Each area is full of interesting ideas—the way books, VHS tapes, or ordinary cans are stacked like platforms, or how cupboards and shelves become little villages or cantinas. Stacks of sponges (the one with the green Brillo side) become farmland, and each area’s unique theme makes it feel so distinct and alive, considering they’re just average rooms in a house. Furthermore, being so tiny opens so many nooks and crannies to explore, adding a lot of fun and a great sense of adventure to the game.
In fact, fun really is the optimal word to describe Tinykin. I realized as I was playing that there was no real edge to the game—unlike Pikmin or Banjo & Kazooie, there are no enemies to encounter or bosses to face off against, and yet I couldn’t stop playing it. I wanted to see every new area, to explore and traverse every inch of the house and see what each area had in store. Of course, there are ways to mess up—falling from a great height, or landing in puddles of water will cause Milodane to pop and respawn at the last point he touched ground, but it does more to encourage exploration than discourage it.
Backing the solid gameplay is an incredible sense of style. Visually, the game is a bit reminiscent of Demon Turf—being set in a vast 3D world, where Milodane, the Tinykin, and all the insects are fixed to a 2D plane, giving it some serious Paper Mario vibes. On top of the aforementioned creativity, the game is bright and colourful, and bursting with personality. In the audio department, Tinykin is AMAZING, using a variety of musical styles for each room with incredible arrangements.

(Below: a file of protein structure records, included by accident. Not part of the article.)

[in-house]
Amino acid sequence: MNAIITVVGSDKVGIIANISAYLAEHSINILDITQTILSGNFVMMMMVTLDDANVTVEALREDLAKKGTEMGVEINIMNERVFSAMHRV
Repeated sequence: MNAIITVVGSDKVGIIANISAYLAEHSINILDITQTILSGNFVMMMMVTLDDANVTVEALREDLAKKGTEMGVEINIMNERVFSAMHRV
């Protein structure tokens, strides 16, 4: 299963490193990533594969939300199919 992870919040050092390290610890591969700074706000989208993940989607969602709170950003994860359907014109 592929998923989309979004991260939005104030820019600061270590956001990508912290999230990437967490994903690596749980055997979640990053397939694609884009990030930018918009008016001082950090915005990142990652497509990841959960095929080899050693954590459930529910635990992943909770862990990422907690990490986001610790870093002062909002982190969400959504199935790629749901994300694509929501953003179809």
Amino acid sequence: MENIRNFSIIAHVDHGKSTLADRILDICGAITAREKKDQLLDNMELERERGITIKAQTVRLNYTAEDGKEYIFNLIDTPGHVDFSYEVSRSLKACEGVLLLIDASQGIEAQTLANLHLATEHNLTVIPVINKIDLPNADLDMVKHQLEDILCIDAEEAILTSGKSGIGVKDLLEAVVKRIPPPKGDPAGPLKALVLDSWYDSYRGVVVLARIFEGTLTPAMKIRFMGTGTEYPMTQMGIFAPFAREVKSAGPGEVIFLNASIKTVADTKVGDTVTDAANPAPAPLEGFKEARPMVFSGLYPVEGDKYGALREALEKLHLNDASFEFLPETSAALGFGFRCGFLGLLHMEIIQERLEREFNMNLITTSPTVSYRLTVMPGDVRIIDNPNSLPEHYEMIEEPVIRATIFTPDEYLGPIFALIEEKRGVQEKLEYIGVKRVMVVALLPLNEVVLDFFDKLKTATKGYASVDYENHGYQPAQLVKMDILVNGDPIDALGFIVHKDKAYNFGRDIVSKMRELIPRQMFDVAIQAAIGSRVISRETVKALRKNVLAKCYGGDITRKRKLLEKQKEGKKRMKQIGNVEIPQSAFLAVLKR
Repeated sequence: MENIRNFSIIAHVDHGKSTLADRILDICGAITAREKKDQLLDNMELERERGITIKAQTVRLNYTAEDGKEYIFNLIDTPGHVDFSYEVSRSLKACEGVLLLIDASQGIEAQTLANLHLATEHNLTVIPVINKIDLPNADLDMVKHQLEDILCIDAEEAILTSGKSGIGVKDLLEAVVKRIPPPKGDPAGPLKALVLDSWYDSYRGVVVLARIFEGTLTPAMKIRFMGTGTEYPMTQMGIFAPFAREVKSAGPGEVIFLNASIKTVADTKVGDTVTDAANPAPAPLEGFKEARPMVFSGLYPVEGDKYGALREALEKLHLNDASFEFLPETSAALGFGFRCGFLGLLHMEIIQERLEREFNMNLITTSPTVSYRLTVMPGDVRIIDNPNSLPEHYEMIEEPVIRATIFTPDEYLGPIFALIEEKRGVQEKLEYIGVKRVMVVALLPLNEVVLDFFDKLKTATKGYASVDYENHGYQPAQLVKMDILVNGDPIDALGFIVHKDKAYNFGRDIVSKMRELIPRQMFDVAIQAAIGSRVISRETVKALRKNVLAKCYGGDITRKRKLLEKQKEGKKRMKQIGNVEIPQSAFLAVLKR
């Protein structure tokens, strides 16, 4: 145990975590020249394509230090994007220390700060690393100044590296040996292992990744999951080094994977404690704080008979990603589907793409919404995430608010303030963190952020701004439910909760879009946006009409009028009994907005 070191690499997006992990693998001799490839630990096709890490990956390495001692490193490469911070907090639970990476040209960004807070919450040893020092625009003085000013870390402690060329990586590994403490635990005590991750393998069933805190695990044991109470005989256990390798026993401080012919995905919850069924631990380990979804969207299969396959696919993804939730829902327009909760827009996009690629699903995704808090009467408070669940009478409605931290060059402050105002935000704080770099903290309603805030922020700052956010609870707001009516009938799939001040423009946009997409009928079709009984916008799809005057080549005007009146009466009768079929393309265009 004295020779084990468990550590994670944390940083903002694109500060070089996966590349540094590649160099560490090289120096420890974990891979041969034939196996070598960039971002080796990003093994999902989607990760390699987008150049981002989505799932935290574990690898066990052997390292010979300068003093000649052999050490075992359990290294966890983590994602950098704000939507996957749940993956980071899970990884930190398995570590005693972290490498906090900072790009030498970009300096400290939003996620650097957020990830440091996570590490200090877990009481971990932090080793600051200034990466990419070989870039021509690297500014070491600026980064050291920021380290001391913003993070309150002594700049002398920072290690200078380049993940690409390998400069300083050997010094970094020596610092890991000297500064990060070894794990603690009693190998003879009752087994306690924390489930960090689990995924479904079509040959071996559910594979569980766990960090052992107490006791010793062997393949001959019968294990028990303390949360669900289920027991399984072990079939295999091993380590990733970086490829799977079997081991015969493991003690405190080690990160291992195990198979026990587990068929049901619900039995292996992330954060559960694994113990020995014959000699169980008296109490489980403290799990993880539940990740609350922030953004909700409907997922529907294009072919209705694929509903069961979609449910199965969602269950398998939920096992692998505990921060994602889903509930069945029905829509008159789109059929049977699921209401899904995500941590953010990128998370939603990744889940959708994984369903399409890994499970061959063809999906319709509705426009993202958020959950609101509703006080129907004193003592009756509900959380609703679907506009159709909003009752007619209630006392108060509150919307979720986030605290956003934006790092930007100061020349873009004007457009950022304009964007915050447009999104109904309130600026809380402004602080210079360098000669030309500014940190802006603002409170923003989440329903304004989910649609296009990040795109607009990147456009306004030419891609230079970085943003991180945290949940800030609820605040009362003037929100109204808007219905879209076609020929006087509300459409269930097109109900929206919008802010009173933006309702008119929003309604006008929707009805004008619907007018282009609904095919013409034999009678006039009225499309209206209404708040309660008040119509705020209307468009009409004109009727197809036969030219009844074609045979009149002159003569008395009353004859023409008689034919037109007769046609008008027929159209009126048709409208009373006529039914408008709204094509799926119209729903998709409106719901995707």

When first entering the house, the game has some serious retro sci-fi style, with liberal use of theremin; whereas the living room has a bombastic and sweeping score, really capturing that sense of setting off on an adventure. The bathroom combines smooth jazz—which reminded me a lot of that one track from Final Fantasy VII—in one part, and electric dance music in the other, creating a great audible contrast to the two areas, which also fit thematically.
But it’s not just a great soundtrack for each level. Each song evolves or changes depending on different parts of the room you enter, and there was such a great attention to detail put into the sound design—from the weird and wonderful way each character speaks, to the way Milodane’s footsteps sound accurate to each item he’s running on.
“Tinykin is a wonderful little game that takes interesting concepts from equally excellent games and finds a way to make them its own.”
However, Tinykin is not a totally perfect experience. Moving around can be a bit unpredictable at times—much like Demon Turf it can be hard to get an idea of where a two-dimensional character is placed in three-dimensional space, particularly when precision platforming. Furthermore, the many of the side objectives in each level are a bit same-y—you’ll definitely be getting a Ring-Pop for someone in each level, or somewhat same-y carry-an-object quests. It’s not a dealbreaker by any means, I just wished for a bit more diversity, especially considering the different uses for the five types of Tinykin.
Also, during my time, there were a couple visual glitches and some strange object collisions, particularly when having to jump on platforms in a big pool of water, and touching the platform sometimes acted as if Milodane was touching the water, resulting in a pop. But these are small hiccups and didn’t really detract from the fun I was having with the game.
Tinykin is a wonderful little game that takes interesting concepts from equally excellent games and finds a way to make them its own. It’s a clear case of design by inspiration, instead of design by imitation. While it’s not overly long, I couldn’t put it down—it’s definitely the kind of game that would have made an epic weekend rental.